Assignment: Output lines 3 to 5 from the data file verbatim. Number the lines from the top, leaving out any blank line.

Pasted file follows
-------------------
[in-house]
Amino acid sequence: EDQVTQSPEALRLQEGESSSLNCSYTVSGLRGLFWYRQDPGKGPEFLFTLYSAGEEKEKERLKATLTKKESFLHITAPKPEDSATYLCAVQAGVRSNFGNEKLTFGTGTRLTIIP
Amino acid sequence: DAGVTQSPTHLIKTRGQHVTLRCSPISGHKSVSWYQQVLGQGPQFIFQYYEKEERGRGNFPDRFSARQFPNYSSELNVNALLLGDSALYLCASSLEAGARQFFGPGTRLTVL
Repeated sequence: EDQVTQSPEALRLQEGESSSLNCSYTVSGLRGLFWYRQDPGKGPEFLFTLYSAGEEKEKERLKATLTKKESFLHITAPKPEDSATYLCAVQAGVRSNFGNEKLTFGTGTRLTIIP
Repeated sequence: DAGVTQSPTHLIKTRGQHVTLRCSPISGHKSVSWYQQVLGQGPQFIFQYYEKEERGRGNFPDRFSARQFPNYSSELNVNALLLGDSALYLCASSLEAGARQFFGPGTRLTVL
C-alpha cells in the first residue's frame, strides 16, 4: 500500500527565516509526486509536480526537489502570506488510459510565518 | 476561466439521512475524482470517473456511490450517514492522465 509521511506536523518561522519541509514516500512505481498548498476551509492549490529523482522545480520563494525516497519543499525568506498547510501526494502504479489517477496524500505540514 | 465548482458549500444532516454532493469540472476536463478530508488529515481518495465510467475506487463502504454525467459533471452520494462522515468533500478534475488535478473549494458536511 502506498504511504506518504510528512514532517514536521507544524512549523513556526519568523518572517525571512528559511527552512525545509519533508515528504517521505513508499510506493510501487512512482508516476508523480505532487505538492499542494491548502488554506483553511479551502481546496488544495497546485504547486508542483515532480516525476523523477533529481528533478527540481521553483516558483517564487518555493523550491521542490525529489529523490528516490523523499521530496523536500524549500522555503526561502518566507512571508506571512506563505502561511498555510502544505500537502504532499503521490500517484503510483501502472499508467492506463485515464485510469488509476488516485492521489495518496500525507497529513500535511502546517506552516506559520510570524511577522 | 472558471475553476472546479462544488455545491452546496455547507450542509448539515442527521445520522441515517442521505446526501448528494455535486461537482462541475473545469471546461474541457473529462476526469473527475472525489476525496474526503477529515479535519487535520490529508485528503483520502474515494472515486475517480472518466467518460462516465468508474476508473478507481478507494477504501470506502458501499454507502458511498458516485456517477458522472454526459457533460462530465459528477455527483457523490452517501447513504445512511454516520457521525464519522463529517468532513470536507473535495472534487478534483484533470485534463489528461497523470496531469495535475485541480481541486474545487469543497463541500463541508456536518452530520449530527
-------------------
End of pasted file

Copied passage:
Amino acid sequence: DAGVTQSPTHLIKTRGQHVTLRCSPISGHKSVSWYQQVLGQGPQFIFQYYEKEERGRGNFPDRFSARQFPNYSSELNVNALLLGDSALYLCASSLEAGARQFFGPGTRLTVL
Repeated sequence: EDQVTQSPEALRLQEGESSSLNCSYTVSGLRGLFWYRQDPGKGPEFLFTLYSAGEEKEKERLKATLTKKESFLHITAPKPEDSATYLCAVQAGVRSNFGNEKLTFGTGTRLTIIP
Repeated sequence: DAGVTQSPTHLIKTRGQHVTLRCSPISGHKSVSWYQQVLGQGPQFIFQYYEKEERGRGNFPDRFSARQFPNYSSELNVNALLLGDSALYLCASSLEAGARQFFGPGTRLTVL